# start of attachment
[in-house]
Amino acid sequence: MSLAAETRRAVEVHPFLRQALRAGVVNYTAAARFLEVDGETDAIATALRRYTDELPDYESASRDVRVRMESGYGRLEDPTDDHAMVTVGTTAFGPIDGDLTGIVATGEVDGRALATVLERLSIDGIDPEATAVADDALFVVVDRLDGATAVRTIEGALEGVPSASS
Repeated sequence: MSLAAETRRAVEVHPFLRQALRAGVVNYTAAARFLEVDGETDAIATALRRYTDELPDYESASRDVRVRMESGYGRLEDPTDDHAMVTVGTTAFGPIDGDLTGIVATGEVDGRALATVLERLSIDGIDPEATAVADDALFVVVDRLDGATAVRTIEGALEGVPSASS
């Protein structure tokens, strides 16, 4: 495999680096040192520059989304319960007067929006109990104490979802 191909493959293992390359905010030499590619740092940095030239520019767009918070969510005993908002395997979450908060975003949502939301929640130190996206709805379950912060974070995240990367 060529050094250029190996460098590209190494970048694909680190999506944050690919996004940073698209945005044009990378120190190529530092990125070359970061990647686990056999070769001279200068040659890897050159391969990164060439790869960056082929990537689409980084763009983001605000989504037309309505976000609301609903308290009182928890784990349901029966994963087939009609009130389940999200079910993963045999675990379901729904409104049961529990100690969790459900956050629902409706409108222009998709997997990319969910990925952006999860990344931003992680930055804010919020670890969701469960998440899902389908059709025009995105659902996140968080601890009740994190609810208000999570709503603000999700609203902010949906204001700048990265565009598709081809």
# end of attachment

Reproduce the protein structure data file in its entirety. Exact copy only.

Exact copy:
[in-house]
Amino acid sequence: MSLAAETRRAVEVHPFLRQALRAGVVNYTAAARFLEVDGETDAIATALRRYTDELPDYESASRDVRVRMESGYGRLEDPTDDHAMVTVGTTAFGPIDGDLTGIVATGEVDGRALATVLERLSIDGIDPEATAVADDALFVVVDRLDGATAVRTIEGALEGVPSASS
Repeated sequence: MSLAAETRRAVEVHPFLRQALRAGVVNYTAAARFLEVDGETDAIATALRRYTDELPDYESASRDVRVRMESGYGRLEDPTDDHAMVTVGTTAFGPIDGDLTGIVATGEVDGRALATVLERLSIDGIDPEATAVADDALFVVVDRLDGATAVRTIEGALEGVPSASS
């Protein structure tokens, strides 16, 4: 495999680096040192520059989304319960007067929006109990104490979802 191909493959293992390359905010030499590619740092940095030239520019767009918070969510005993908002395997979450908060975003949502939301929640130190996206709805379950912060974070995240990367 060529050094250029190996460098590209190494970048694909680190999506944050690919996004940073698209945005044009990378120190190529530092990125070359970061990647686990056999070769001279200068040659890897050159391969990164060439790869960056082929990537689409980084763009983001605000989504037309309505976000609301609903308290009182928890784990349901029966994963087939009609009130389940999200079910993963045999675990379901729904409104049961529990100690969790459900956050629902409706409108222009998709997997990319969910990925952006999860990344931003992680930055804010919020670890969701469960998440899902389908059709025009995105659902996140968080601890009740994190609810208000999570709503603000999700609203902010949906204001700048990265565009598709081809």